First in and first out - China as the vanguard for COVID-19 recovery
China’s path to normalisation offers guidance for other countries’ exit from the lockdown. Where are the opportunities for investors?
Sep 25, 2020
The onshore China bond market – discussed in this paper - has seen a significant broadening and deepening of issuance in recent years to become the second largest bond market globally, with a market capitalisation exceeding that of both German bunds and UK gilts. Index inclusions to flagship indices in 2019 and earlier this year have catalysed acceptance of this asset class into the investment mainstream.
China bonds provide investors with a diversified source of potential return and a significant yield premium compared with other asset classes. The decision by FTSE Russell to include China bonds in the WGBI is expected to inject another c$120bn of passive investment flows into China over the next two-to-three years. It also continues the mainstreaming of this asset class, evidenced by the country’s inclusion in other major bond indices such as the Bloomberg Barclays Global Aggregate Bond Index and the JP Morgan GBI EM Global Diversified Index. By including China, FTSE Russell acknowledged that ‘Chinese authorities have implemented significant improvements to the fixed income market infrastructure, facilitating easier participation by international investors. These market enhancements include: improving secondary market bond liquidity; enhancing the foreign exchange market structure; and developing global settlement and custody processes’.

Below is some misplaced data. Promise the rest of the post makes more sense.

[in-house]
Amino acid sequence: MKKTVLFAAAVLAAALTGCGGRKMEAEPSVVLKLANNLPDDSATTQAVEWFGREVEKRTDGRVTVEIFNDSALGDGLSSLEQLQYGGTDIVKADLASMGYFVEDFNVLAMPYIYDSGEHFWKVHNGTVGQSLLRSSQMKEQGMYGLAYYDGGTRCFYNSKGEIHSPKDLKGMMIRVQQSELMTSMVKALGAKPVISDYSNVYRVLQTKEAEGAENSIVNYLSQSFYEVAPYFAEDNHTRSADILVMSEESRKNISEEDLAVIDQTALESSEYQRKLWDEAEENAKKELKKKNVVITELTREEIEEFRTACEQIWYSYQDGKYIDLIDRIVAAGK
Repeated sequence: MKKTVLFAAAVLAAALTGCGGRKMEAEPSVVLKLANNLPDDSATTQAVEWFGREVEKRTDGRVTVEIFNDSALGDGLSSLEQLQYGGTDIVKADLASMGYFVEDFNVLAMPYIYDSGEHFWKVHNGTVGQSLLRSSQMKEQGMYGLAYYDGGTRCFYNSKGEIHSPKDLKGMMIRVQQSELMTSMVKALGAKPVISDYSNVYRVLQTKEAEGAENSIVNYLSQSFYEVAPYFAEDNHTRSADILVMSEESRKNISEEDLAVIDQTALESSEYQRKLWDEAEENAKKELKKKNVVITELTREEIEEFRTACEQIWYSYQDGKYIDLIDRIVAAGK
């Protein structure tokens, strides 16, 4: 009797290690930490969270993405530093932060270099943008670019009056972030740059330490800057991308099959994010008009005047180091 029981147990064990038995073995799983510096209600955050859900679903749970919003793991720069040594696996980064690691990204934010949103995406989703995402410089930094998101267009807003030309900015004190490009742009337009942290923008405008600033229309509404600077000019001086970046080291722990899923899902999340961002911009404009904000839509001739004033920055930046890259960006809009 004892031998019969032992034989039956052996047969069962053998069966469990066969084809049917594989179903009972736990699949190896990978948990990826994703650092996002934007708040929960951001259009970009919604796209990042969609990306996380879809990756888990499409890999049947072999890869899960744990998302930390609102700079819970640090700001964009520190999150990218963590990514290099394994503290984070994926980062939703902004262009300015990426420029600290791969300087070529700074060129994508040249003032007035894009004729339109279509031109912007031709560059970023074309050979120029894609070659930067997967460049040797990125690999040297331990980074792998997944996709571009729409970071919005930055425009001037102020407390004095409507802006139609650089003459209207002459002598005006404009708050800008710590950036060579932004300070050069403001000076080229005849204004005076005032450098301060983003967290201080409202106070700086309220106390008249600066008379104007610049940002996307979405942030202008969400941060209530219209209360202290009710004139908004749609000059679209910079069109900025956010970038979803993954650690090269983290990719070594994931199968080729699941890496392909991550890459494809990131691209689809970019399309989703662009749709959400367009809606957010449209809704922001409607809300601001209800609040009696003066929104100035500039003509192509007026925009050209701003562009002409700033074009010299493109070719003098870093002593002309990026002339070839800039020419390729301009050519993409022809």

Based on current projections, China’s eventual weight in the WGBI is expected to be c5.7%; similar to that of German bunds and above that of UK gilts.
In addition to these index-related ‘passive’ investment flows, we expect the trend of increasing discretionary investor allocations to continue apace, leading to even more flows into China. Offering an attractive risk premium, China bonds are generally less volatile than their global peers, while delivering a superior yield. They are also highly diversifying, reflecting the greater importance of domestic factors on the country’s growth and inflation dynamics, in contrast to other smaller emerging markets which may be influenced more by global trends. These attractive characteristics are rapidly gaining the attention of the global investment community.
With substantial foreign currency reserves and low external debt requirements, China should not be viewed as a conventional emerging market. We contend that China bonds, as an asset class, behave more like developed market fixed income. In a yield-starved world, this is an asset class that asset managers and investors alike simply cannot ignore.